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J.D. Long-GarcíaDecember 18, 2020
Saul Gonzalez and Kenia Salas play the parts of Joseph and Mary as they make their way along the international border fence in Nogales, Mexico, Dec.

María Elena and René Burgos have five children and, among other things, 2020 brought them their first grandchild.

“It wasn’t ideal to have a baby during a pandemic, but when you’re pregnant, there’s no stopping the baby,” Ms. Burgos said with a laugh during an interview with America.

You could call the Burgoses a Catholic powerhouse couple. María Elena coordinates confirmation at Christ the King Church in Los Angeles, and René is in his fourth year of formation on his way to being ordained a deacon for the Archdiocese of Los Angeles.

The couple has celebrated Las Posadas with their family for most of their 30 years of marriage. Las Posadas translates literally as “inns” or “lodging.” It is a Mexican tradition that re-enacts the Holy Family’s search for a place to stay before the birth of Christ.

During the nine days before Christmas, friends and family gather for the re-enactment, with two children dressing up to play the roles of Mary and Joseph. (A pillow under Mary’s shirt usually plays the role of Jesus in his mother’s womb.) Sometimes, instead of following children, participants will carry around statues of Mary and Joseph from one house to the next.

Las Posadas translates literally as “inns” or “lodging.” It is a Mexican tradition that re-enacts the Holy Family’s search for a place to stay before the birth of Christ.

The Burgos family leads Las Posadas for their community every year. Each night, the group is welcomed, and together they recite an opening prayer and a reading, Mr. Burgos said. He then leads the group in a meditation. Next, they pray the rosary and offer petitions. “The children are always in the front of the group,” he said.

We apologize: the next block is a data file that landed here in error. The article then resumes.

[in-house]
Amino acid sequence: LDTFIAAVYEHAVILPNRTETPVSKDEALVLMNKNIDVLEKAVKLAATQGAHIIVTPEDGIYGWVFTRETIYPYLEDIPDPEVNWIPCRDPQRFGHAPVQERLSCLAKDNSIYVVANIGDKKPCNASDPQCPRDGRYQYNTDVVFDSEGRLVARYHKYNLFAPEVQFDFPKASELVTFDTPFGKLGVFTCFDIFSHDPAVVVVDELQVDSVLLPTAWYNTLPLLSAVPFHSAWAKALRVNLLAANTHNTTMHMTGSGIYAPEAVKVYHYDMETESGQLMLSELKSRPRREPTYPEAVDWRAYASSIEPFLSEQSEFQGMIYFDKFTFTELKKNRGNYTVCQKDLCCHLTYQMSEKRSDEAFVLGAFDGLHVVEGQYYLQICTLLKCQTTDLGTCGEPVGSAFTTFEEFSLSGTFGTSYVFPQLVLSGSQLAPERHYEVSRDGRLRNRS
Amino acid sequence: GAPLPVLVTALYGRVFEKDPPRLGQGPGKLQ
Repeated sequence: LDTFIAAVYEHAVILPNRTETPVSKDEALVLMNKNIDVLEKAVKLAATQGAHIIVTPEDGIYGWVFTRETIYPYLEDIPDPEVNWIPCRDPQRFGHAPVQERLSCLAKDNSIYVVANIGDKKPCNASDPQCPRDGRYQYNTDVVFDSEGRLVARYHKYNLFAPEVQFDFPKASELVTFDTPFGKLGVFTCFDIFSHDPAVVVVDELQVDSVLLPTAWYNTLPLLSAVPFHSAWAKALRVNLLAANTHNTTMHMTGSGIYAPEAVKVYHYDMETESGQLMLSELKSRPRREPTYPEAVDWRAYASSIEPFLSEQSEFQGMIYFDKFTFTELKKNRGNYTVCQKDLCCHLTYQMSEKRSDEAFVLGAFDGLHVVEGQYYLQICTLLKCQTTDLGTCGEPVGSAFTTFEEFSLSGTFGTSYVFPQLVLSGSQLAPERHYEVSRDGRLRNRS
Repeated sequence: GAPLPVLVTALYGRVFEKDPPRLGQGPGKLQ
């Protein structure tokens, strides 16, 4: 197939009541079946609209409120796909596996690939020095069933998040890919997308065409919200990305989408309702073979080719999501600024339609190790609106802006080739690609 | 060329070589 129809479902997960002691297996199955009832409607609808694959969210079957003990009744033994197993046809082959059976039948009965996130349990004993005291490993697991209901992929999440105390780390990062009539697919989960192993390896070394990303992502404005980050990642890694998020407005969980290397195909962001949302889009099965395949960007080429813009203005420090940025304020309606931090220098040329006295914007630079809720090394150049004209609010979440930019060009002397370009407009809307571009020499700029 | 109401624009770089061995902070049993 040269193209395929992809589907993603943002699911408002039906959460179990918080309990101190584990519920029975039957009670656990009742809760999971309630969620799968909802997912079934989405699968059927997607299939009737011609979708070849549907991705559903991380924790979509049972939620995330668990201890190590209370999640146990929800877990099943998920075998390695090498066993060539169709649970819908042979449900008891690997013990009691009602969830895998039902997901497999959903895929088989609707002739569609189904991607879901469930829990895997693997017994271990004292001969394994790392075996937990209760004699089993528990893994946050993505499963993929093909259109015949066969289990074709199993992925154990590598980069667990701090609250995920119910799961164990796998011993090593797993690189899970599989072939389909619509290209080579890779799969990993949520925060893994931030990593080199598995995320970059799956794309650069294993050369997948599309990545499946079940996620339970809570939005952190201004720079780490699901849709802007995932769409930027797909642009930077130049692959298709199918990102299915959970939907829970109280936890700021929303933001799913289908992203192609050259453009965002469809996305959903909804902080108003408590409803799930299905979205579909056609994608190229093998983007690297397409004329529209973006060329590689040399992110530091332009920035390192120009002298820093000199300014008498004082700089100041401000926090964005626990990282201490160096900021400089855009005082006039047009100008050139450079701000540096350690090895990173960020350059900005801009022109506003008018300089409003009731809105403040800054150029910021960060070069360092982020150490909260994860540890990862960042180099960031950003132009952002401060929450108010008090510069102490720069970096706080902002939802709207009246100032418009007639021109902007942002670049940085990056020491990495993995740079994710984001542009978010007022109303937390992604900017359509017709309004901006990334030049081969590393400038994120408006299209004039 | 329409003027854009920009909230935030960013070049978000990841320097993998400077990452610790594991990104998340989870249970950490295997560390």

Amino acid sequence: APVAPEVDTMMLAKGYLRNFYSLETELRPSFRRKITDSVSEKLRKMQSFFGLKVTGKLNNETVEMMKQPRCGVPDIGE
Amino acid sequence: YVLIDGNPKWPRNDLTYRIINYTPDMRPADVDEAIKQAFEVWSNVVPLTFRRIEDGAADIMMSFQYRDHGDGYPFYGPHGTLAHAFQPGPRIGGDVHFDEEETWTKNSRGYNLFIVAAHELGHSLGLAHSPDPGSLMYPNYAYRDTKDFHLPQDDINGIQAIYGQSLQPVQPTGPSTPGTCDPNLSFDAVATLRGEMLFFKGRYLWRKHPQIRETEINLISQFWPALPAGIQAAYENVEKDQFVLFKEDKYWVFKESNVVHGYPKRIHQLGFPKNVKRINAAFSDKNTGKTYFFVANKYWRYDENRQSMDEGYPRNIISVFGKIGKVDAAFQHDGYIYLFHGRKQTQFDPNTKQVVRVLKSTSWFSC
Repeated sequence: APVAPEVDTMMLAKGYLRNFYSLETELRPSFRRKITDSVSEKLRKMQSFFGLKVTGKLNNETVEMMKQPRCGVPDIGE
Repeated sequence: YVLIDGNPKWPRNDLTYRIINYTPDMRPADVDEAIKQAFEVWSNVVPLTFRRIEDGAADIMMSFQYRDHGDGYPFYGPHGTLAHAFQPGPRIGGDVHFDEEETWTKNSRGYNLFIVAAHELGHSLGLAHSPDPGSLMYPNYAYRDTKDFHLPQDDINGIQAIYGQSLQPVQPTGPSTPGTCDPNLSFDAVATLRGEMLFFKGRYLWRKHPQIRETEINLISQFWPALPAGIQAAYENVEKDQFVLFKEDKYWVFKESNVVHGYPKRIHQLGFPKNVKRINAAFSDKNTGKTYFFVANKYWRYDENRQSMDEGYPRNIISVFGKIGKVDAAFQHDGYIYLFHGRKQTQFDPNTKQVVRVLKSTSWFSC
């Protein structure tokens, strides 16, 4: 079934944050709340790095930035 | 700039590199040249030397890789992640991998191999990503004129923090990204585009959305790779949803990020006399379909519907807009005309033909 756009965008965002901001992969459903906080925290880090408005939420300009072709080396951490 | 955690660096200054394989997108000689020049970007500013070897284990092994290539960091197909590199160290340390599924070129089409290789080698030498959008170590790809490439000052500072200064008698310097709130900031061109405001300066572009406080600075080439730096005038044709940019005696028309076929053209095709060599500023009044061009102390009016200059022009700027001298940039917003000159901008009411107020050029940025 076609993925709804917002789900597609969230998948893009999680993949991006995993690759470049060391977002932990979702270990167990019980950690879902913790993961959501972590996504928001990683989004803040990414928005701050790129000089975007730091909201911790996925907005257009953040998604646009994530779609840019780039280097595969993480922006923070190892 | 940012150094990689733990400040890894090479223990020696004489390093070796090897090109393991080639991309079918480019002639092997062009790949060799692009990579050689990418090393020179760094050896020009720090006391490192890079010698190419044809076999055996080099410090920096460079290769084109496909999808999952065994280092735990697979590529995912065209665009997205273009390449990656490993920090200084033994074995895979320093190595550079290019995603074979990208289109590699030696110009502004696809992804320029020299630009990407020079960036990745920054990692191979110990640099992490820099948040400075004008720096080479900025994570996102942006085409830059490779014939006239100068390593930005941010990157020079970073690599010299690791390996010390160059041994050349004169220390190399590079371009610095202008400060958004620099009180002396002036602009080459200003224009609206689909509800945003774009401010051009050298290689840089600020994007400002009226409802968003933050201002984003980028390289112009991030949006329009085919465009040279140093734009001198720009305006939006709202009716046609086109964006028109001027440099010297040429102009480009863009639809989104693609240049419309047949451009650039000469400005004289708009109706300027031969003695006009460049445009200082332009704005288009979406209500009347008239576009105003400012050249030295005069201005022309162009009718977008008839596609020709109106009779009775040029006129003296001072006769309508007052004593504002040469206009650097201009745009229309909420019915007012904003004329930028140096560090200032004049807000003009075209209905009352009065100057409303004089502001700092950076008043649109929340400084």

At the end of the rosary, the group moves outside to start Las Posadas. Led by Mary and Joseph, they go from one house to another, singing songs to ask if there is room at the inn. After not finding a place at the first two stops, they finally find lodging at the third. The group enters the home to continue the celebration.

Inside, they distribute little bags of treats, including fruits, nuts and leftover Halloween candy. Even the adults get a little bag, Ms. Burgos said, stressing that the celebration is for everyone. They also share tamales and Mexican ponche—a traditional fruit punch served hot and made of tamarind, jamaica, guava, cinnamon and sugar cane (though recipes vary).

“Some will add a little tequila to their ponche,” Ms. Burgos noted, laughing again.

The celebration continues with the children proceeding outside to break the piñata. Even this tradition has a catechetical element, Ms. Burgos said. Before she allows the blindfolded children to take turns swinging a stick at the piñata, she quizzes them about what the tradition represents.

The traditional piñata is a seven-pointed star, representing the seven deadly sins. The piñata is made of many colors, María Elena explained, because sin can be alluring. But it must be destroyed.

The stick represents the power of God, and the blindfold symbolizes having faith in God. As people around call out “higher,” “lower,” “to the left,” they represent the voices of those around us, some of whom are trying to help us and some of whom are trying to mislead us. The rope, which moves the piñata around, represents that sin is not easy to defeat. “We must persevere,” Ms. Burgos said.

“We’ve had a pretty dark year, but we have to know that Jesus is with us.”

Once the piñata is destroyed, sweets spill out, representing the grace of God.

As beautiful as the tradition is, the Burgoses had their doubts about continuing it in 2020.